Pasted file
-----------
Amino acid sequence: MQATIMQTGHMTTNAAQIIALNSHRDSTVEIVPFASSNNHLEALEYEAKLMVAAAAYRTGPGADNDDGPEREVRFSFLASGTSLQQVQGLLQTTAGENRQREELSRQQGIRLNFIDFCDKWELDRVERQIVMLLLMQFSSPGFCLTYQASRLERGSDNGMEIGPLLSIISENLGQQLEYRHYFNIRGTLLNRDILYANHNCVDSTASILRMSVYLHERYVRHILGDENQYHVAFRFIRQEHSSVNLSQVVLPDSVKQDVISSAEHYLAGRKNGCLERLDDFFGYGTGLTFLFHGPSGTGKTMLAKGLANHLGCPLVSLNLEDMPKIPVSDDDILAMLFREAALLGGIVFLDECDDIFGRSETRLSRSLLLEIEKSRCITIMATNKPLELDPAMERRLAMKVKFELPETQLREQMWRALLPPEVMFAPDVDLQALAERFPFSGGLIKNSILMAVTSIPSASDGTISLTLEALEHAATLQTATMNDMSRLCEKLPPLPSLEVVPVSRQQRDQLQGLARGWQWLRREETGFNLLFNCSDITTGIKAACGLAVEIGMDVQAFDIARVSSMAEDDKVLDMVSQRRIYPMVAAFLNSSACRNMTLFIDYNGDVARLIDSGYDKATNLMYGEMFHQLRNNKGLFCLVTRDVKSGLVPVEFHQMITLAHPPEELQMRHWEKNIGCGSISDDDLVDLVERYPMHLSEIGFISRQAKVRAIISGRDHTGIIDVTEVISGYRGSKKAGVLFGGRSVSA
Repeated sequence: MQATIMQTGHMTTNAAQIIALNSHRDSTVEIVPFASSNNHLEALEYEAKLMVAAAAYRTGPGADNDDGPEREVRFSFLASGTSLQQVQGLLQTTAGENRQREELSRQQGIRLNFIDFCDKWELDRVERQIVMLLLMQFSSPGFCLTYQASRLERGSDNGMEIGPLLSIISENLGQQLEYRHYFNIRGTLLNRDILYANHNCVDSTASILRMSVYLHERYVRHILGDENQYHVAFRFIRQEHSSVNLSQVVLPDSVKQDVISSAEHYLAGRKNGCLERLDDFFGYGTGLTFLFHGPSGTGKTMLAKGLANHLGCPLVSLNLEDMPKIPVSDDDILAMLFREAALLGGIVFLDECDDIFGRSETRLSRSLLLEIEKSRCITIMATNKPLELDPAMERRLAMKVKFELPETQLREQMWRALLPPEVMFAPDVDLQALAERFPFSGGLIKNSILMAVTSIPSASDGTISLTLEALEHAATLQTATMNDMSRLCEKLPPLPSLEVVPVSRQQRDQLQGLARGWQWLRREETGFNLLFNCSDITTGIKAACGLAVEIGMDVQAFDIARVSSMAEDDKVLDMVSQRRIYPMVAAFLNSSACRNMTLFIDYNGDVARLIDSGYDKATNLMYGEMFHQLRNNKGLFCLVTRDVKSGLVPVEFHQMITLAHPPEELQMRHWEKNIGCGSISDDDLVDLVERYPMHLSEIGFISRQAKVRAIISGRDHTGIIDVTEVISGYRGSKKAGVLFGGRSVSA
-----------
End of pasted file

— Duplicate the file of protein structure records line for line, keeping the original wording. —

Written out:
Amino acid sequence: MQATIMQTGHMTTNAAQIIALNSHRDSTVEIVPFASSNNHLEALEYEAKLMVAAAAYRTGPGADNDDGPEREVRFSFLASGTSLQQVQGLLQTTAGENRQREELSRQQGIRLNFIDFCDKWELDRVERQIVMLLLMQFSSPGFCLTYQASRLERGSDNGMEIGPLLSIISENLGQQLEYRHYFNIRGTLLNRDILYANHNCVDSTASILRMSVYLHERYVRHILGDENQYHVAFRFIRQEHSSVNLSQVVLPDSVKQDVISSAEHYLAGRKNGCLERLDDFFGYGTGLTFLFHGPSGTGKTMLAKGLANHLGCPLVSLNLEDMPKIPVSDDDILAMLFREAALLGGIVFLDECDDIFGRSETRLSRSLLLEIEKSRCITIMATNKPLELDPAMERRLAMKVKFELPETQLREQMWRALLPPEVMFAPDVDLQALAERFPFSGGLIKNSILMAVTSIPSASDGTISLTLEALEHAATLQTATMNDMSRLCEKLPPLPSLEVVPVSRQQRDQLQGLARGWQWLRREETGFNLLFNCSDITTGIKAACGLAVEIGMDVQAFDIARVSSMAEDDKVLDMVSQRRIYPMVAAFLNSSACRNMTLFIDYNGDVARLIDSGYDKATNLMYGEMFHQLRNNKGLFCLVTRDVKSGLVPVEFHQMITLAHPPEELQMRHWEKNIGCGSISDDDLVDLVERYPMHLSEIGFISRQAKVRAIISGRDHTGIIDVTEVISGYRGSKKAGVLFGGRSVSA
Repeated sequence: MQATIMQTGHMTTNAAQIIALNSHRDSTVEIVPFASSNNHLEALEYEAKLMVAAAAYRTGPGADNDDGPEREVRFSFLASGTSLQQVQGLLQTTAGENRQREELSRQQGIRLNFIDFCDKWELDRVERQIVMLLLMQFSSPGFCLTYQASRLERGSDNGMEIGPLLSIISENLGQQLEYRHYFNIRGTLLNRDILYANHNCVDSTASILRMSVYLHERYVRHILGDENQYHVAFRFIRQEHSSVNLSQVVLPDSVKQDVISSAEHYLAGRKNGCLERLDDFFGYGTGLTFLFHGPSGTGKTMLAKGLANHLGCPLVSLNLEDMPKIPVSDDDILAMLFREAALLGGIVFLDECDDIFGRSETRLSRSLLLEIEKSRCITIMATNKPLELDPAMERRLAMKVKFELPETQLREQMWRALLPPEVMFAPDVDLQALAERFPFSGGLIKNSILMAVTSIPSASDGTISLTLEALEHAATLQTATMNDMSRLCEKLPPLPSLEVVPVSRQQRDQLQGLARGWQWLRREETGFNLLFNCSDITTGIKAACGLAVEIGMDVQAFDIARVSSMAEDDKVLDMVSQRRIYPMVAAFLNSSACRNMTLFIDYNGDVARLIDSGYDKATNLMYGEMFHQLRNNKGLFCLVTRDVKSGLVPVEFHQMITLAHPPEELQMRHWEKNIGCGSISDDDLVDLVERYPMHLSEIGFISRQAKVRAIISGRDHTGIIDVTEVISGYRGSKKAGVLFGGRSVSA